Did you change supply vendors, or did your vendor's shipping containers change? Do you perform incoming inspection? Do the failed components have a common date code?

If you still cannot find the reasons for the failures you might ask your supply vendor (or the component manufacturer) if they can perform failure analysis on some defective parts. That should be able to verify if you have a static damage issue or something else. At the same time you could inquire with your vendor on the recommended humidity levels for proper handling of the components. Maybe they could send a representative to look over you facility. You might even hint that you hope to increase your production and likely increase component purchases, but the current failure rate is hampering those plans.

Most of the above is just to get you started, there can can many other production issues that can create a static prone environment.

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    \$\begingroup\$ Thank you for the suggestions. The one thing that has really changed is weather - twice a year, in fall and spring, I get a lot of static. So this is what I am trying to figure out. Other than that, it might also be a design mistake, which would be embarrassing 😁 \$\endgroup\$
    – TQQQ
    Oct 19, 2023 at 5:36
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    \$\begingroup\$ Dry hot air heating in the cooler months, then humidity reducing AC air in the warmer months. Perhaps your facility could benefit from an add-on humidity control system. \$\endgroup\$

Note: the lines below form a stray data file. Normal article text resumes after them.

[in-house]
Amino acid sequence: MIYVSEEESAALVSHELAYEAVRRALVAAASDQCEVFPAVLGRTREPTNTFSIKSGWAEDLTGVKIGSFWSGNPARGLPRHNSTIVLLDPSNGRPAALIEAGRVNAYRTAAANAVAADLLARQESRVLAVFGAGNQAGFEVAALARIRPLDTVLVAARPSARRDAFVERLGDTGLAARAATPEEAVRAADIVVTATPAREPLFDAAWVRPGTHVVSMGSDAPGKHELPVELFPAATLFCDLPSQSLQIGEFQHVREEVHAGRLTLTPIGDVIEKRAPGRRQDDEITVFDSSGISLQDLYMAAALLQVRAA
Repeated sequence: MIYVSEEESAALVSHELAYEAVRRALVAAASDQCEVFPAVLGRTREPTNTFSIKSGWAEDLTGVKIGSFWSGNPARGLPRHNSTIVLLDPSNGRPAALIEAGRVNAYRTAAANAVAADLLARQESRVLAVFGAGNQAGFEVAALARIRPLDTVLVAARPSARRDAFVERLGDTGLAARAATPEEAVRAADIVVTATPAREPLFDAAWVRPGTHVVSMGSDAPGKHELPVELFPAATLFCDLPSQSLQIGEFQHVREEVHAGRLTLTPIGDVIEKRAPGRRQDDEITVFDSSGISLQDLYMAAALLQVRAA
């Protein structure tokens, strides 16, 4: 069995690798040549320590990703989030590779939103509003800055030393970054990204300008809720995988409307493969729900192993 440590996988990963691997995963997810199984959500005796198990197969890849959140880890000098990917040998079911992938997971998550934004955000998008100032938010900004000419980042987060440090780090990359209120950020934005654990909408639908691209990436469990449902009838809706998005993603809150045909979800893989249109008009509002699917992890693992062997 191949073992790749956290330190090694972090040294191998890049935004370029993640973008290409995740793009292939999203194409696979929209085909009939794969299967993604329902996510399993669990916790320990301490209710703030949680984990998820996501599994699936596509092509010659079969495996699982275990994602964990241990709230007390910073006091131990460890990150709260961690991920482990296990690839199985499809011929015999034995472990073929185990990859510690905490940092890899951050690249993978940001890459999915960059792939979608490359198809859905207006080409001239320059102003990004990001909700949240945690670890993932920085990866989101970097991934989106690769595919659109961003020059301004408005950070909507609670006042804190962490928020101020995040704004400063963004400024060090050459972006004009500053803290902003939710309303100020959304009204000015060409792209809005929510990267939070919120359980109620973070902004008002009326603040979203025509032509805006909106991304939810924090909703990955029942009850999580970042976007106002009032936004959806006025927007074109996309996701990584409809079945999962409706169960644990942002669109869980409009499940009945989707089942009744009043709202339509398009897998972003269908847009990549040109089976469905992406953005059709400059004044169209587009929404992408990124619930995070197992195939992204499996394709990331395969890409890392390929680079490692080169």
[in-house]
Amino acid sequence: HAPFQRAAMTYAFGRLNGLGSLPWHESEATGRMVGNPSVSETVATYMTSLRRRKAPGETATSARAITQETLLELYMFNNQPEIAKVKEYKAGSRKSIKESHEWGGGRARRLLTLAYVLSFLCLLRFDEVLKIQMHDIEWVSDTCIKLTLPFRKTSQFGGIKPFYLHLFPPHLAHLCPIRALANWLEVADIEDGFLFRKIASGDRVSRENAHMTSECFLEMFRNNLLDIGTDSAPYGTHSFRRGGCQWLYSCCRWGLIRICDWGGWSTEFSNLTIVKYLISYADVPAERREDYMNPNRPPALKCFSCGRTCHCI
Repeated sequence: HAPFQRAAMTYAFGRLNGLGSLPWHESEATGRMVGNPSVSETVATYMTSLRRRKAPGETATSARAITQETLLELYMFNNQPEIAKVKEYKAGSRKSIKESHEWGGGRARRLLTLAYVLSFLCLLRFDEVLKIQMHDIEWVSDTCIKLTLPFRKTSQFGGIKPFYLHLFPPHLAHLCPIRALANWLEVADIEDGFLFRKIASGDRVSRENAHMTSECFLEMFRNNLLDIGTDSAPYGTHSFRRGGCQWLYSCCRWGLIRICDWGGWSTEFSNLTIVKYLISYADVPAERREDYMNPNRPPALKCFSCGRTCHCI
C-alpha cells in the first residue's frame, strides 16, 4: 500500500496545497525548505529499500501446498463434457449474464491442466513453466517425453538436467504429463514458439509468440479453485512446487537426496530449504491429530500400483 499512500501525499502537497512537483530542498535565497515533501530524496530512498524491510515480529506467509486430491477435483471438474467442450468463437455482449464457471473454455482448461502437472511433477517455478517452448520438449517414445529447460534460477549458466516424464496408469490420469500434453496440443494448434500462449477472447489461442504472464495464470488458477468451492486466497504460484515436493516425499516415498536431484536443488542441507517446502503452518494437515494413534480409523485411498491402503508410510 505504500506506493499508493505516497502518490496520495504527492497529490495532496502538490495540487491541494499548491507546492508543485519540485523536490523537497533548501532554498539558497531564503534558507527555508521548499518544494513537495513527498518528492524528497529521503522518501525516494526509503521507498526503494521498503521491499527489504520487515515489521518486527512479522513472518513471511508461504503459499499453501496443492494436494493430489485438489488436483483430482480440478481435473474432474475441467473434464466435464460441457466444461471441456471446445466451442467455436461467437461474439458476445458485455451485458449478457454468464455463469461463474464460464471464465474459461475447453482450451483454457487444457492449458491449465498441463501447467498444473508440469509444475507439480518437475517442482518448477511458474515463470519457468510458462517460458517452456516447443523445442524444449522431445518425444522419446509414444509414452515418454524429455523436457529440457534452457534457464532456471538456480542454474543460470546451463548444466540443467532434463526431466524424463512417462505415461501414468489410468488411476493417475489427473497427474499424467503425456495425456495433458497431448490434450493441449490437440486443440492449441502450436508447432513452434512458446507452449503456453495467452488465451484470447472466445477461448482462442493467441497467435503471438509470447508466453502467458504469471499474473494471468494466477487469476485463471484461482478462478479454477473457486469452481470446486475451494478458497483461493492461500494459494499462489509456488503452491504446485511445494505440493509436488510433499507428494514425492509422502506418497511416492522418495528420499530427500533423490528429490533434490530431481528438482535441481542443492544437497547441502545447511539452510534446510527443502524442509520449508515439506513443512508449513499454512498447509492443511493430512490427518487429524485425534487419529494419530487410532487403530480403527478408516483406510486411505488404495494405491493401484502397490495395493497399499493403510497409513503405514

– Nedd
    Oct 21, 2023 at 1:18
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This will very much depend on the type of electronics you are working with, i. e. how ESD sensitive they are.

The popular standard DIN EN 61340-5-1 doesn't provide a limit for humidity. It just states that products designed to avoid ESD (ESD floors, wrist straps, ...) need to be qualified at 12 % humidity. So everything below 12% should be considered very dangerous as even an electrostatic protected area (EPA) might not achieve its rated performance.

For general purpose electronics with ESD ratings > 100 V (like most assembled PCBs) the humidity should not drop below 20 %. At least that's the threshold we chose in our company's EPA.

Outside of an EPA all bets are off anyway, if you aren't close to 100 %, which is bad for other reasons.

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  • \$\begingroup\$ So 50% to 70% can be considered as relatively safe? \$\endgroup\$
    – TQQQ
    Oct 18, 2023 at 18:17
  • \$\begingroup\$ @TQQQ Yes, but emphasis on "relatively" ;) Like I said: Outside of an EPA all bets are off. \$\endgroup\$
    – feynman
    Oct 19, 2023 at 6:05
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At what is humidity the risk of electrostatic damage to electronics significant? Clearly 0% would be most dangerous and 100% would be less dangerous, but what are the risks in between?